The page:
Victoria Pier was considered to be more "upmarket" than North and Central piers, and at first provided little entertainment. Holidaymakers started visiting the South Shore in 1896 when a carousel was installed on the sand dunes. In 1902 the south entrance of the promenade was widened with the construction of the present promenade, and the pier entrance had to be moved back. In 1930 the pier was renamed South Pier.

Image © BFI Films National Archive & courtesy of YouTube
Entrance to Blackpool's Victoria Pier, 1904
Still image from Mitchel & Kenyon cinematograph
Image © British Film Industry National Archive & courtesy of YouTube

Burns and Ashton appear to have opened the studio shortly after the re-design of the Victoria pier's entrance, shown in this still from Mitchell & Kenyon's ground-breaking cinematograph of Blackpool in 1904. (N.B. click on the image above to get to the full clip on YouTube.) From 1909 to 1918, Burns operated the studio alone.

Image © and courtesy of Michael Brubaker
Herr Blomé's Berlin Meister Orchestra, c.1911
Image © and courtesy of Michael Brubaker & TempoSenzaTempo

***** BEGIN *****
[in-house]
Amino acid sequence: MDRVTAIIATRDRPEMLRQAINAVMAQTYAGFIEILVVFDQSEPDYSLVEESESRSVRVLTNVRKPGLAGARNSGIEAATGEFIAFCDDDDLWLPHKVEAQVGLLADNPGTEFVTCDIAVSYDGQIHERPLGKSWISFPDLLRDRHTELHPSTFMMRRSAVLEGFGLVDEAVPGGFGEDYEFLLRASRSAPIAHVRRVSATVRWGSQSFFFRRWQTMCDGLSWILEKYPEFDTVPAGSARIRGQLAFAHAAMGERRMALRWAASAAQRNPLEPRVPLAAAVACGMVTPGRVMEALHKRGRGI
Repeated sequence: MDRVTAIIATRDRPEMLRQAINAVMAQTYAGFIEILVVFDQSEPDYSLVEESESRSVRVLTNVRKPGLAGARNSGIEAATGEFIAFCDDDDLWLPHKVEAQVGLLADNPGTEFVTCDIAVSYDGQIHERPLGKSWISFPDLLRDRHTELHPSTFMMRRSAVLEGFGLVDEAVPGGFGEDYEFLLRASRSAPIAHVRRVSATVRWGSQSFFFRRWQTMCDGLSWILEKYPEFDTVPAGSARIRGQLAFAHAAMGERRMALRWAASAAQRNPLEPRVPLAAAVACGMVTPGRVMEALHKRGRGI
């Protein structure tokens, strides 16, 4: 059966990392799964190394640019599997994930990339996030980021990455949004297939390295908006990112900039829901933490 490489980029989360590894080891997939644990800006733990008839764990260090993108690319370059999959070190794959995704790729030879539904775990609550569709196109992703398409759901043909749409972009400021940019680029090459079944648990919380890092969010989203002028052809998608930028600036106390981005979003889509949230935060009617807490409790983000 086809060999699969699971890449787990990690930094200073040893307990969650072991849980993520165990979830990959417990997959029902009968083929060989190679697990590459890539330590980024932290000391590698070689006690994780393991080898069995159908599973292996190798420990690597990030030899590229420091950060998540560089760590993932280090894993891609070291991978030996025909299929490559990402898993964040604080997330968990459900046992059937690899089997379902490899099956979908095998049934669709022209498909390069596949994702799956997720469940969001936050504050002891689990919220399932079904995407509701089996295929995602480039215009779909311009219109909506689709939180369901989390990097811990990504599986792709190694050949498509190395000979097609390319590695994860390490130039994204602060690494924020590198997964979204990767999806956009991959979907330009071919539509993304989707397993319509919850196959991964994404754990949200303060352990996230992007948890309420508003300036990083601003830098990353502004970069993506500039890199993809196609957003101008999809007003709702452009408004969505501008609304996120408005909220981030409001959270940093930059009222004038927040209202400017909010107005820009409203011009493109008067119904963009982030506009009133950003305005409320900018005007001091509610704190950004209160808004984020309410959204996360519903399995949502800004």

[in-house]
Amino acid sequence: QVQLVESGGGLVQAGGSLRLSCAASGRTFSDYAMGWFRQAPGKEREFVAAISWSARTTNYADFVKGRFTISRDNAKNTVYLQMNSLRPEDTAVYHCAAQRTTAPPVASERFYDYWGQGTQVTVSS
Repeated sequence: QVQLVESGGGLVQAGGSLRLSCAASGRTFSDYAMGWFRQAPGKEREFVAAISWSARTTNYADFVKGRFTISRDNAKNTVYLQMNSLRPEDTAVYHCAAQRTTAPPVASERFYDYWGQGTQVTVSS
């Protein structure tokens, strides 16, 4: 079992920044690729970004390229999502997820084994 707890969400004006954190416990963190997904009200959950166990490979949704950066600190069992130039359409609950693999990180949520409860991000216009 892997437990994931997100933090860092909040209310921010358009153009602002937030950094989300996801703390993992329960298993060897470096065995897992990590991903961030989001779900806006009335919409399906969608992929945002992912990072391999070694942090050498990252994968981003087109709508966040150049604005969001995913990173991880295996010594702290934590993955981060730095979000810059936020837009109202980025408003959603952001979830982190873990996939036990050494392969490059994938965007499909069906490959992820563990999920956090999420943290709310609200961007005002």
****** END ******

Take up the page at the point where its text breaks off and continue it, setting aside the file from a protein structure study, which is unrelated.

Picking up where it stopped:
In my pursuit of the circumstances surrounding Henrietta's visit to Victoria Pier, I came across several more portraits from this particular studio, including no less than three postcard format photos of Herr Blomé's Berlin Meister Orchestra from fellow Sepian and photo-sleuth extraordinaire Mike Brubaker. The postcard view shown above, probably taken c.1911, has the orchestra arranged on a board floor in front of a well-windowed wooden building, which appears to be identical with that appearing immediately inside the entrance to the Victoria Pier in the Mitchell & Kenyon still.

Victoria Pier, South Shore, Blackpool, 1905
Coloured photomechanical print postcard by unidentified publisher

Having a studio situated at the entrance of the pier made good business sense for a photographer, who would be well placed to catch the tourists as they arrived and departed, and to offer a memento of their visit. The ticket booths to the left and right of the wrought iron gates offered similar opportunities to peddlers of tourist memorabilia. Postcard racks provided by Boots Cash Chemists can be seen clearly displayed in the Mitchell and Kenyon film clip.

Victoria Pier, Blackpool, 1905
Coloured photomechanical print postcard by unknown publisher

Sadly this entrance no longer exists, having been superseded by a series of large gaudy frontages, which I wont bother to reproduce here.

Victoria Pier, Blackpool, 1907